How to Transpose from G to C Major on the Violin

Tranposing means that notes are shifted up or down to into a certain key.

C major and G major are relatively easy keys to play in and therefore even for one who has not transposed before, working with these scales is not overly challenging.  Choose a song which is relatively simple, such as a familiar hymn or even a popular song that you are familiar with.  Whether you look at the music or transpose it through writing the transposed notes on staff paper, make certain that you understand the relationship between the notes in order to get the transposition correct. 

As noted above use a simple piece to transpose.  For instance, Jesu, Joy of Man's Desiring by J.S. Bach is a relatively easy piece to perform.  Transposing it is rather straight forward.  The piece may be found in the key of G major.  To change to C cimply start with the note of C.  Since the violin goes down only a few notes from middle C, start your transposition with the second finger C on the A-string.  This allows you to be able to play all parts of Jesu, especially when the notes get well below C.  As you play or write as the case may be, remember that the notes from the original piece in G major need to be one whole step and 2 half-steps from the original G.  Therefore, this means that the first measure of the piece will start out with the notes: (first measure) restCD   EGF,  rather than restGA  BDC, starting with the G on the D string.  Later in the piece, when accidentals are being used the transposition can get a little tricky.  In the original G major key it proceeds as follows: DDE  FsharpAGsharp GBA,(new measure)  ACB CAE CDE, (new measure) FDC DBGsharp  EFsharpG, etc.  When transposed into a C this same passage becomes: GGA BDCsharp (new measure) DFE FDC GsharpAB (new measure) CFE FED GsharpAB, etc.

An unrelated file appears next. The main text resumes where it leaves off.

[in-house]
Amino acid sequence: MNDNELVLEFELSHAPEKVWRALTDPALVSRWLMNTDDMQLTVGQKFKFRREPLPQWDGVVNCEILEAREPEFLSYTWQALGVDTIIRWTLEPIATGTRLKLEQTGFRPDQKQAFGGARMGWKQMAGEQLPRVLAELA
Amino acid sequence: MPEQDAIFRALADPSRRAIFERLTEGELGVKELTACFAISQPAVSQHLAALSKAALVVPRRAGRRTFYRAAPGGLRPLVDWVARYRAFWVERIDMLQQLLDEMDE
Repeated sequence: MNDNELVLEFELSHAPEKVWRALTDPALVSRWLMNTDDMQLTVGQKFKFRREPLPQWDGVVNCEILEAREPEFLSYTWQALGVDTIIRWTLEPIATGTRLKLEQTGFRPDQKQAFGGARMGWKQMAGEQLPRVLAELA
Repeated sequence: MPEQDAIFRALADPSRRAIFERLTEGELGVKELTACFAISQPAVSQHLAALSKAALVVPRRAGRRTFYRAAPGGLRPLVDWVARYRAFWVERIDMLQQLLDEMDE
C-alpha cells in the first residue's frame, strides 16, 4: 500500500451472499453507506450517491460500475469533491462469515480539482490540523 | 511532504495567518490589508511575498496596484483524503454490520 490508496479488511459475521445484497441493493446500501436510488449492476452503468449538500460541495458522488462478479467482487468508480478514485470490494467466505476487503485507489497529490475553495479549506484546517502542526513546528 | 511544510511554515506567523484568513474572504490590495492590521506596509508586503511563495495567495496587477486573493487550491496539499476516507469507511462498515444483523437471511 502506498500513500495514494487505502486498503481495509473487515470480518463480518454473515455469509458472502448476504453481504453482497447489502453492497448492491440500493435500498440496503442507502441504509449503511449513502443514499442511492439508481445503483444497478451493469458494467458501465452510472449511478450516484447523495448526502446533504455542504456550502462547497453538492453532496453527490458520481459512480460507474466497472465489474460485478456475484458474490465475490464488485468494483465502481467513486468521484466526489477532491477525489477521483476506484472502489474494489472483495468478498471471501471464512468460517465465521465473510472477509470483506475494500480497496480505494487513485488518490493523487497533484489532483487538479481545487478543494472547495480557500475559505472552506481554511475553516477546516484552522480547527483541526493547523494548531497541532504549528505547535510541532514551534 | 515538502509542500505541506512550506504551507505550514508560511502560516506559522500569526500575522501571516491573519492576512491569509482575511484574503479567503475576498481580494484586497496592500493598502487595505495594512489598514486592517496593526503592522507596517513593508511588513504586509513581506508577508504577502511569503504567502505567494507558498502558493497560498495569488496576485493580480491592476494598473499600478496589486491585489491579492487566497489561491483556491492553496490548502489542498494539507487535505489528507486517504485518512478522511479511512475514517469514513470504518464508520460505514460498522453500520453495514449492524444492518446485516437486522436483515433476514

The above illustration may be a little confusing.  To get help with transposing go to sites like virtual sheet music in order to get automatic transposition of a piece from one key to the next, without having to manually do it yourself.  This may not work for all transpositions, but it may work for many.  Additionally, talk to a friend who is a composer or arranger or who plays the piano as church or rehearsal pianists may have to transpose music to fit the key that a singer is comfortable singing in.  Practice transposing with simple songs and move gradually toward more complicated pieces.  Even if this is not a common thing for you to do, it helps to be familiar with the concept and practice it occassionally in order to better understand music and increase your musical skills.


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